After presenting his card at the restaurant in China, Robert Haru Fisher gave very specific instructions to the waiter on cooking his food. The waiter said he understood before going to the kitchen.
But the waiter didn't understand, Fisher knows, because shortly after his meal arrived, he had to be rushed to the emergency room.
The card Fisher presents at restaurants throughout the world — as he has done as a travel writer for nearly 50 years — is not his business card, but a card noting his allergies to peanuts and peas, written in the native tongue.
"Many cases abroad, I presented my card in the local language, and that's the first time they've ever heard of it," said Fisher.
While his work as a travel writer makes him a trailblazer for tourists looking for the best places to go, the fact that he has done so despite his food allergies make him a pioneer for a growing number of people who suffer the same ailments.
With 12 million Americans living with food allergies — and 3 million of them children, according to the Food Allergy and Anaphylaxis Network (FAAN) — many are now globetrotting while dealing with their own dietary limitations. And by doing so, they've picked up a number of tricks to help them make these trips smoothly.
While the rise in food allergies has led to a wider awareness of them, Fisher remembers a time when a waiter in Key West told him that his allergies were all in his head.
"I thought of how many times I'd been hospitalized and wondered if it was still in my head or not," said Fisher.
Fisher still works as a travel writer, currently as a columnist and contributing editor for Frommer's. He said that he has had his allergy cards translated into 35-40 languages, including Lithuanian, Polish, Thai, Vietnamese and Czech. Still, he estimates that he goes to the emergency room once every four or five years.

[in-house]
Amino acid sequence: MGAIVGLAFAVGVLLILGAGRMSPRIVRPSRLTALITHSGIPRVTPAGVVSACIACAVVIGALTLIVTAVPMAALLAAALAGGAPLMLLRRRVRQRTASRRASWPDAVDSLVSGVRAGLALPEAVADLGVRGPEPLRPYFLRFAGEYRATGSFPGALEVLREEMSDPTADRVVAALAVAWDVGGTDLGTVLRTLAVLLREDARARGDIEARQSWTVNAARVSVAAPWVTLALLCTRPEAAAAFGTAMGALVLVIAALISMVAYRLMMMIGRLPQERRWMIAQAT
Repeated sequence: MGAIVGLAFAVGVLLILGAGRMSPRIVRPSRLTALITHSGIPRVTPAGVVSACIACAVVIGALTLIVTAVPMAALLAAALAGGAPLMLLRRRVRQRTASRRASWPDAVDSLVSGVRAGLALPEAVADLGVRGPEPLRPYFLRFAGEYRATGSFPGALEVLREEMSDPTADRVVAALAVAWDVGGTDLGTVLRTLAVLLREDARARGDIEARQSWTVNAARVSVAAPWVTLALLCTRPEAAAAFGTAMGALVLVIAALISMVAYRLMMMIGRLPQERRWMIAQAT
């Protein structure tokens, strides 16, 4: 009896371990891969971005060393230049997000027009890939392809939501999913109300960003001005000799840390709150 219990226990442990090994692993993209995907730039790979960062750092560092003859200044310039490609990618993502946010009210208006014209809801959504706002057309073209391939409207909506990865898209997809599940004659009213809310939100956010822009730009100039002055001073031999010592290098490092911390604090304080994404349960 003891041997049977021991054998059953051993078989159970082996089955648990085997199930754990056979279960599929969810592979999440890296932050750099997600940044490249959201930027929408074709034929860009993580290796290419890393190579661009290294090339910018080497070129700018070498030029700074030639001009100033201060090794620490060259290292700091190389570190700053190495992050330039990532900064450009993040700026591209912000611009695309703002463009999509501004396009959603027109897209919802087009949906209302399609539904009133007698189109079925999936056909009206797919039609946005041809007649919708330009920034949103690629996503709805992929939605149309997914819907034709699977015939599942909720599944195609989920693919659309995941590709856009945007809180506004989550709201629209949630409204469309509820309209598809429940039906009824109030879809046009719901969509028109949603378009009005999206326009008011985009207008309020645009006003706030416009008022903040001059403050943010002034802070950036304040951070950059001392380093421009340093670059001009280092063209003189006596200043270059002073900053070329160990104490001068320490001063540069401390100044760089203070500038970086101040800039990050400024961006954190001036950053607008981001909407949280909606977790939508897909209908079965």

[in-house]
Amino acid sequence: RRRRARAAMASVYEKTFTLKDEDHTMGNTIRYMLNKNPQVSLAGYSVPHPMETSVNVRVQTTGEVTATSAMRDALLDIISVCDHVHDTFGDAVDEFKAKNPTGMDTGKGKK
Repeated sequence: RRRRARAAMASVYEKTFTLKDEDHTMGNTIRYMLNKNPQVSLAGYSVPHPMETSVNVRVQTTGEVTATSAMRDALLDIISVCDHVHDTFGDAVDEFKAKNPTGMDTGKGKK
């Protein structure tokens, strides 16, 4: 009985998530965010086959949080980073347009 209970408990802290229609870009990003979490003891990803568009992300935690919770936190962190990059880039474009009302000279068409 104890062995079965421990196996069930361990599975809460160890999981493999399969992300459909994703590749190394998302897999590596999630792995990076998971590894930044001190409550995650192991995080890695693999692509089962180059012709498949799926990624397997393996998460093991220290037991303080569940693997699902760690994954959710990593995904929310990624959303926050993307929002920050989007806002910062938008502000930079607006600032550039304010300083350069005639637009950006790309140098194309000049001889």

Those problems have led him to be cautious, but they haven't kept Fisher from eating out, whether it be abroad or at the Chinese restaurant around the corner from his Manhattan apartment, where he is known as "Mr. Peanut" and where he still presents his allergy card as he would at any other restaurant.
"I always like it when the cook comes out," he said. "It's a good sign that they're taking it seriously."
That kind of personal attention is appreciated as much by a well-traveled writer as it is by a mother taking her allergic son out to eat for the first time.
Gina Clowes of Cranberry Township, Pa., remembers taking her son, Daniel, then 3, to his first restaurant meal at Disneyland's Grand Californian. Daniel is allergic to milk, wheat, eggs, peanuts, and tree nuts.
"The chef came out and took our order. No rolled eyes. I had his full attention," Clowes, who founded the Web site AllergyMoms.com, said. "I was in heaven watching my 3-year-old take part in this 'normal' part of life that most of us take for granted."
Disneyland and Disney World have been featured in a number of magazines for people with allergies because of its accommodative policies for them, as well as vegetarians and people who keep kosher. (Disclosure: ABC News is owned by The Walt Disney Co.)
Caroline Barnes of Brookline, Mass., founder of Brookline Families with Food Allergies (BroFFA.org), said that Disney's policy is the reason why she is currently planning a trip to Disney World with her family; two of her three children have food allergies.
Barnes, whose mother is French and whose husband is Australian, has traveled to Australia and Canada with her children, and has generally been able to find foods her children can eat.
But not all of Barnes's travel experiences have been so positive.